With warmer weather, lighter fare grows more appealing, and fish dishes appear more frequently on the menu. Pairing seafood with seasonal vegetables and fresh herbs is perfect for this time of year.
Although today serving fish with vegetables does not seem like an unorthodox idea, many experts in classic cuisine considered the match downright heretical until the liberating influence of nouvelle cuisine in France.
It's hard to imagine that, until the late 1970s, fish was rarely cooked with or even served with vegetables in elegant Parisian restaurants. The main vegetable considered suitable to accompany fish on a classic menu was the potato. Fish with asparagus seems made for springtime, and yet asparagus was generally served as a first course, usually with melted butter or vinaigrette. Only with the new trend toward lighter, more creative menus featuring more fish and vegetables did chefs begin to present them together on the same plate.
Renowned French chefs Paul and Jean Michelli of Le Duc restaurant prepared such dishes as return-to-nature sole soup, made of sole fillets poached with baby carrots, leeks, fennel and small turnips in fish stock enriched with olive oil and flavored with garlic, shallots and Italian parsley; for seasoning, they recommended salt and sugar in equal amounts, as well as freshly ground pepper and cayenne.
Raymond Blanc, who wrote "Recipes from Le Manoir aux Quat' Saisons," after his restaurant in Oxfordshire, England, cooked a seafood ragout with spring vegetables, including broccoli spears, zucchini, leeks, spinach and carrots. Enhanced with a touch of cream and butter, the dish was finished with fresh tarragon.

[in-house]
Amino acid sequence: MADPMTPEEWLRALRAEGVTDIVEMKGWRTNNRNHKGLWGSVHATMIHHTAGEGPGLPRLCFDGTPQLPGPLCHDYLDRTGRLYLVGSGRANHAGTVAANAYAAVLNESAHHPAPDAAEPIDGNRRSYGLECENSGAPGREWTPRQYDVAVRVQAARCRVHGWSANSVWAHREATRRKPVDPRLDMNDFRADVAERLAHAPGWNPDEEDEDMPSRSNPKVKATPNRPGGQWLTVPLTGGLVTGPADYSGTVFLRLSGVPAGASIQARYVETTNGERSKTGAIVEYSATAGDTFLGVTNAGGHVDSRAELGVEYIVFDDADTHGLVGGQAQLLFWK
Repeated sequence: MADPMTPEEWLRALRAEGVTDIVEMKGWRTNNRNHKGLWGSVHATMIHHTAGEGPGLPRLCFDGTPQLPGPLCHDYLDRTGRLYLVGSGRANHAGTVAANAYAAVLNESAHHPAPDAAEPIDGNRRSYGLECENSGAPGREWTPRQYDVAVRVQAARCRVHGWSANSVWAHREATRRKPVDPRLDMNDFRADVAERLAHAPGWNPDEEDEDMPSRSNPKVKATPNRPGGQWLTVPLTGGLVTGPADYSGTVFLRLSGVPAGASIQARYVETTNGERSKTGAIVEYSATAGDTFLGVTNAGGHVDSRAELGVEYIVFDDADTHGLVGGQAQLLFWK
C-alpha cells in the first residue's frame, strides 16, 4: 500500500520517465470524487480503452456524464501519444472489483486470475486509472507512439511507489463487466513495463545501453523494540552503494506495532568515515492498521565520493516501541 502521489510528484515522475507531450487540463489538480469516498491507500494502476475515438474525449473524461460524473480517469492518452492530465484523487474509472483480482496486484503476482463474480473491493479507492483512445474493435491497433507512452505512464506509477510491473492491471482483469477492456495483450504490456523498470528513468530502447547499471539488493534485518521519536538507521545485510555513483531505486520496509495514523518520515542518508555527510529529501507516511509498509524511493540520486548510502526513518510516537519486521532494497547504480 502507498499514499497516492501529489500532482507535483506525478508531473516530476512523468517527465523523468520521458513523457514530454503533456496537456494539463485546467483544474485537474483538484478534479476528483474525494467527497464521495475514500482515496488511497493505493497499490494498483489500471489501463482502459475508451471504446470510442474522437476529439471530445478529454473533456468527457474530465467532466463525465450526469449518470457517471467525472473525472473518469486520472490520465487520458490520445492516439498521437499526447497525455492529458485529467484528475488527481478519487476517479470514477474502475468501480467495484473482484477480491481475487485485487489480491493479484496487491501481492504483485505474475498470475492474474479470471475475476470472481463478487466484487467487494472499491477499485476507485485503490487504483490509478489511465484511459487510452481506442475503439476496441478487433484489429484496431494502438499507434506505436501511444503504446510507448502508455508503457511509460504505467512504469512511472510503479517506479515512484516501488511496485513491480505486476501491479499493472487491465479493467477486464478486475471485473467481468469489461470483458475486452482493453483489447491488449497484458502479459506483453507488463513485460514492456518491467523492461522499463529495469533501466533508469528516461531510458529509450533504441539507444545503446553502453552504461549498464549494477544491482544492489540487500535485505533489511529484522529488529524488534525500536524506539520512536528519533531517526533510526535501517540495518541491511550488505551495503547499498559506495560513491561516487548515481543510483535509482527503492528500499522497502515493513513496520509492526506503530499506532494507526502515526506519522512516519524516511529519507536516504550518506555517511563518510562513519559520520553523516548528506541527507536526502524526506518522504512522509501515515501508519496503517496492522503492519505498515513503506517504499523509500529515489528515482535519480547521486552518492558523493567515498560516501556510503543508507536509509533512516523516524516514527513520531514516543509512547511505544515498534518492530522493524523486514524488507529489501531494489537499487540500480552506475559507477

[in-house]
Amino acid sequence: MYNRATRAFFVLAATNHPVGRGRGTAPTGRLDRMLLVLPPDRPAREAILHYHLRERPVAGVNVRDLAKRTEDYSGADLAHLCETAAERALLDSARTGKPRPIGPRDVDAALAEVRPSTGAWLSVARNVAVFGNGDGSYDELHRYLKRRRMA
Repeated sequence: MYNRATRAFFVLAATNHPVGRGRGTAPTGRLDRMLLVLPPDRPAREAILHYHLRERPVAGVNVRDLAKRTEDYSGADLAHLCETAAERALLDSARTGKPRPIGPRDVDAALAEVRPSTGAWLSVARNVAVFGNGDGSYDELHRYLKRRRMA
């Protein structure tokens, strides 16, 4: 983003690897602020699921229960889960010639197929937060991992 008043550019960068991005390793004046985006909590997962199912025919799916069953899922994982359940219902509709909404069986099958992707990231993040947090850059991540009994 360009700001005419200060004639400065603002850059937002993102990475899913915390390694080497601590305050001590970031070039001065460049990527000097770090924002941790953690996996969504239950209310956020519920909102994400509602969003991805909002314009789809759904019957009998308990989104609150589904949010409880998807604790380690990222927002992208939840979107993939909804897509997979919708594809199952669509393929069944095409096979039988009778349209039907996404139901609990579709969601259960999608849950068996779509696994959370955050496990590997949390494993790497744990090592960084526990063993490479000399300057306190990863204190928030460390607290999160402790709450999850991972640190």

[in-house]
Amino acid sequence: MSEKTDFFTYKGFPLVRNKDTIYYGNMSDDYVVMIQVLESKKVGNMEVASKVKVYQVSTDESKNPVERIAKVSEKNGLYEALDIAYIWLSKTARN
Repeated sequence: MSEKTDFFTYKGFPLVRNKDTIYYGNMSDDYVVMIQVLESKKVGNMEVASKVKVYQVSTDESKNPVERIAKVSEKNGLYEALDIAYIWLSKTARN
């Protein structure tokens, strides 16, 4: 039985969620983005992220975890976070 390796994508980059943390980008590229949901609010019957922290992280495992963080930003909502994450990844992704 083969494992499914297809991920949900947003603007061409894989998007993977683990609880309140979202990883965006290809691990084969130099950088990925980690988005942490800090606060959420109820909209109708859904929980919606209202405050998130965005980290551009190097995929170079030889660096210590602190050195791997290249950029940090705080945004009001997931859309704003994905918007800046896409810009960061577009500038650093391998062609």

Those of us studying French cooking in Paris at the time found this new trend toward innovation exciting. We rushed to sample the celebrated salmon with sorrel sauce of the Troisgros brothers at their three-star restaurant in Roanne in central France. Most of all, we were thrilled to have superb chefs come to our school to teach their own creations. Our own chef, Fernand Chambrette, prepared his new version of blanquette, making it with shrimp instead of the traditional veal or lamb, and cooked the seafood with mushrooms, baby onions, fresh chervil and a light, creamy sauce. He baked monkfish steaks with eggplant, zucchini, tomatoes and garlic-basil olive oil. His salmon steaks were matched with artichoke hearts, his sole fillets with leeks and white wine butter sauce, and his turbot with spinach, pasta, basil and a touch of cream.